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std.numeric
This module is a port of a growing fragment of the numeric header in Alexander Stepanov's Standard Template Library, with a few additions.
 License:
 Boost License 1.0.
 Authors:
 Andrei Alexandrescu, Don Clugston, Robert Jacques, Ilya Yaroshenko
 Source
 std/numeric.d
 enum CustomFloatFlags: int;

Format flags for CustomFloat.
 signed

Adds a sign bit to allow for signed numbers.
 storeNormalized

Store values in normalized form by default. The actual precision of the significand is extended by 1 bit by assuming an implicit leading bit of 1 instead of 0. i.e.
1.nnnn
instead of0.nnnn
. True for all IEE754 types  allowDenorm

Stores the significand in IEEE754 denormalized form when the exponent is 0. Required to express the value 0.
 infinity

Allows the storage of IEEE754 infinity values.
 nan

Allows the storage of IEEE754 Not a Number values.
 probability

If set, select an exponent bias such that max_exp = 1. i.e. so that the maximum value is >= 1.0 and < 2.0. Ignored if the exponent bias is manually specified.
 negativeUnsigned

If set, unsigned custom floats are assumed to be negative.
 allowDenormZeroOnly

If set, 0 is the only allowed IEEE754 denormalized number. Requires allowDenorm and storeNormalized.
 ieee

Include all of the IEEE754 options.
 none

Include none of the above options.

template CustomFloat(uint bits) if (bits == 8  bits == 16  bits == 32  bits == 64  bits == 80)
template CustomFloat(uint precision, uint exponentWidth, CustomFloatFlags flags = CustomFloatFlags.ieee) if (((flags & flags.signed) + precision + exponentWidth) % 8 == 0 && (precision + exponentWidth > 0))
struct CustomFloat(uint precision, uint exponentWidth, CustomFloatFlags flags, uint bias) if (isCorrectCustomFloat(precision, exponentWidth, flags));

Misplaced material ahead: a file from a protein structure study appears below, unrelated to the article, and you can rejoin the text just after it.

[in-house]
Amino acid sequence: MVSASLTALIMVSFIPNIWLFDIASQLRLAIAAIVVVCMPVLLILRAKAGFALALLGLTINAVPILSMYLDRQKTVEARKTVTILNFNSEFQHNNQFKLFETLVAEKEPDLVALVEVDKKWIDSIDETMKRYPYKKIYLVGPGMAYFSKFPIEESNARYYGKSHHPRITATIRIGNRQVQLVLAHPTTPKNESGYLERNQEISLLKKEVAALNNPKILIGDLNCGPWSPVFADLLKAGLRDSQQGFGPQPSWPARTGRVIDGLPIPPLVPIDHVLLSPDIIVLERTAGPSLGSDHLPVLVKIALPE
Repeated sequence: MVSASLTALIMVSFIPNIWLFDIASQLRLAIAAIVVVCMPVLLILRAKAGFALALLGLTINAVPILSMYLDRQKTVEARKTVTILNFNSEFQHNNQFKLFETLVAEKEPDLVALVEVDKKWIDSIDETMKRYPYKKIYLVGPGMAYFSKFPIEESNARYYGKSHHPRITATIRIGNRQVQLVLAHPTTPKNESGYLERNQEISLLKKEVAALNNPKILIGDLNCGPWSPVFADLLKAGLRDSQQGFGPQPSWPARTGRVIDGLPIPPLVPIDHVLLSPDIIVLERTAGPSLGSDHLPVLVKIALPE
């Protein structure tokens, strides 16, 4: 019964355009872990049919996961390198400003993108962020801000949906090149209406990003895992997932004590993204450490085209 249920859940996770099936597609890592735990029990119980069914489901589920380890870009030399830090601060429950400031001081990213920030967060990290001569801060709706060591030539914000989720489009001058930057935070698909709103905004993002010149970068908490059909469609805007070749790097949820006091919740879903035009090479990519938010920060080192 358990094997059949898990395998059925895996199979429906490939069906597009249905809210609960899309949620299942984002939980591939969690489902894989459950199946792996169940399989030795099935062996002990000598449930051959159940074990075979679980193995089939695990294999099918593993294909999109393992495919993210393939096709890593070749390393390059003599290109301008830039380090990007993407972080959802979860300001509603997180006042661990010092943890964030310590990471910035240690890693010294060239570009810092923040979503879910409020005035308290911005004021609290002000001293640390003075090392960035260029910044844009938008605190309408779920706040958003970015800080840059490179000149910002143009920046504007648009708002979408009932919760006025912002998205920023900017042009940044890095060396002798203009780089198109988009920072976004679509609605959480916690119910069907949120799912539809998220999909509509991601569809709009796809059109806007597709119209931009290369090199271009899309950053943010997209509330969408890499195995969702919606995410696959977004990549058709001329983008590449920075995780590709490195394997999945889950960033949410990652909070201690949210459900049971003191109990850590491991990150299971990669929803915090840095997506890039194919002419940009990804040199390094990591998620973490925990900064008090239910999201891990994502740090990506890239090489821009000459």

Allows user code to define custom floatingpoint formats. These formats are for storage only; all operations on them are performed by first implicitly extracting them to
real
first. After the operation is completed the result can be stored in a custom floatingpoint value via assignment. Examples:

import std.math : sin, cos; // Define a 16bit floating point values CustomFloat!16 x; // Using the number of bits CustomFloat!(10, 5) y; // Using the precision and exponent width CustomFloat!(10, 5,CustomFloatFlags.ieee) z; // Using the precision, exponent width and format flags CustomFloat!(10, 5,CustomFloatFlags.ieee, 15) w; // Using the precision, exponent width, format flags and exponent offset bias // Use the 16bit floats mostly like normal numbers w = x*y  1; // Functions calls require conversion z = sin(+x) + cos(+y); // Use unary plus to concisely convert to a real z = sin(x.get!float) + cos(y.get!float); // Or use get!T z = sin(cast(float) x) + cos(cast(float) y); // Or use cast(T) to explicitly convert // Define a 8bit custom float for storing probabilities alias Probability = CustomFloat!(4, 4, CustomFloatFlags.ieee^CustomFloatFlags.probability^CustomFloatFlags.signed ); auto p = Probability(0.5);
 template FPTemporary(F) if (isFloatingPoint!F)

Defines the fastest type to use when storing temporaries of a calculation intended to ultimately yield a result of type
F
(whereF
must be one offloat
,double
, orreal
). When doing a multistep computation, you may want to store intermediate results asFPTemporary!F
.The necessity of
FPTemporary
stems from the optimized floatingpoint operations and registers present in virtually all processors. When adding numbers in the example above, the addition may in fact be done inreal
precision internally. In that case, storing the intermediateresult
indouble format
is not only less precise, it is also (surprisingly) slower, because a conversion fromreal
todouble
is performed every pass through the loop. This being a loselose situation,FPTemporary!F
has been defined as the fastest type to use for calculations at precisionF
. There is no need to define a type for the most accurate calculations, as that is alwaysreal
.
Finally, there is no guarantee that usingFPTemporary!F
will always be fastest, as the speed of floatingpoint calculations depends on very many factors. Examples:

import std.math : approxEqual; // Average numbers in an array double avg(in double[] a) { if (a.length == 0) return 0; FPTemporary!double result = 0; foreach (e; a) result += e; return result / a.length; } auto a = [1.0, 2.0, 3.0]; assert(approxEqual(avg(a), 2));
 template secantMethod(alias fun)

Implements the secant method for finding a root of the function